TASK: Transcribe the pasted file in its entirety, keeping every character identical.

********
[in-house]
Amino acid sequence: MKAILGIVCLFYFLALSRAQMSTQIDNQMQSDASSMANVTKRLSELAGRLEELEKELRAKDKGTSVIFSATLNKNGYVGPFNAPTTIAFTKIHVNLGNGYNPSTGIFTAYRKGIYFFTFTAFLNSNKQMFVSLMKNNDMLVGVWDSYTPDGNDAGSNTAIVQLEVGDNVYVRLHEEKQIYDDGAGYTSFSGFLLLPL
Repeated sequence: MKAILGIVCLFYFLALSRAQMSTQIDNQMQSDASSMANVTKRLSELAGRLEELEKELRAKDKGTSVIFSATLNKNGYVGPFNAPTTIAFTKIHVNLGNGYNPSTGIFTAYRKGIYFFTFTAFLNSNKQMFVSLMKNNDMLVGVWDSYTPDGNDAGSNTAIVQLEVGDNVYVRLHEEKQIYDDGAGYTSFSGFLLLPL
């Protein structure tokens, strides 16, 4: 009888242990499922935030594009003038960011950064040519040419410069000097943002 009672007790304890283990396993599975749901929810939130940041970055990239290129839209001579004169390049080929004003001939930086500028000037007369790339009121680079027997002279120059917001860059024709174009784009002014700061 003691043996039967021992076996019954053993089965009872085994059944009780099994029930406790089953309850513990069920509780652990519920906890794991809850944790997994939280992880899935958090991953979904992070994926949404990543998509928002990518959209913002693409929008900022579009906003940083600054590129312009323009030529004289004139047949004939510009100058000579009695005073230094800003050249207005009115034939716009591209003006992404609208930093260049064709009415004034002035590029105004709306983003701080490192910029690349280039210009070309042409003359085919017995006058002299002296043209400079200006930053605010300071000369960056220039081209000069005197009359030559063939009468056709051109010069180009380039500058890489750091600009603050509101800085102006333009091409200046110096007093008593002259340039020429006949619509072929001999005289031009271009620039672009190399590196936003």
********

[in-house]
Amino acid sequence: MKAILGIVCLFYFLALSRAQMSTQIDNQMQSDASSMANVTKRLSELAGRLEELEKELRAKDKGTSVIFSATLNKNGYVGPFNAPTTIAFTKIHVNLGNGYNPSTGIFTAYRKGIYFFTFTAFLNSNKQMFVSLMKNNDMLVGVWDSYTPDGNDAGSNTAIVQLEVGDNVYVRLHEEKQIYDDGAGYTSFSGFLLLPL
Repeated sequence: MKAILGIVCLFYFLALSRAQMSTQIDNQMQSDASSMANVTKRLSELAGRLEELEKELRAKDKGTSVIFSATLNKNGYVGPFNAPTTIAFTKIHVNLGNGYNPSTGIFTAYRKGIYFFTFTAFLNSNKQMFVSLMKNNDMLVGVWDSYTPDGNDAGSNTAIVQLEVGDNVYVRLHEEKQIYDDGAGYTSFSGFLLLPL
């Protein structure tokens, strides 16, 4: 009888242990499922935030594009003038960011950064040519040419410069000097943002 009672007790304890283990396993599975749901929810939130940041970055990239290129839209001579004169390049080929004003001939930086500028000037007369790339009121680079027997002279120059917001860059024709174009784009002014700061 003691043996039967021992076996019954053993089965009872085994059944009780099994029930406790089953309850513990069920509780652990519920906890794991809850944790997994939280992880899935958090991953979904992070994926949404990543998509928002990518959209913002693409929008900022579009906003940083600054590129312009323009030529004289004139047949004939510009100058000579009695005073230094800003050249207005009115034939716009591209003006992404609208930093260049064709009415004034002035590029105004709306983003701080490192910029690349280039210009070309042409003359085919017995006058002299002296043209400079200006930053605010300071000369960056220039081209000069005197009359030559063939009468056709051109010069180009380039500058890489750091600009603050509101800085102006333009091409200046110096007093008593002259340039020429006949619509072929001999005289031009271009620039672009190399590196936003």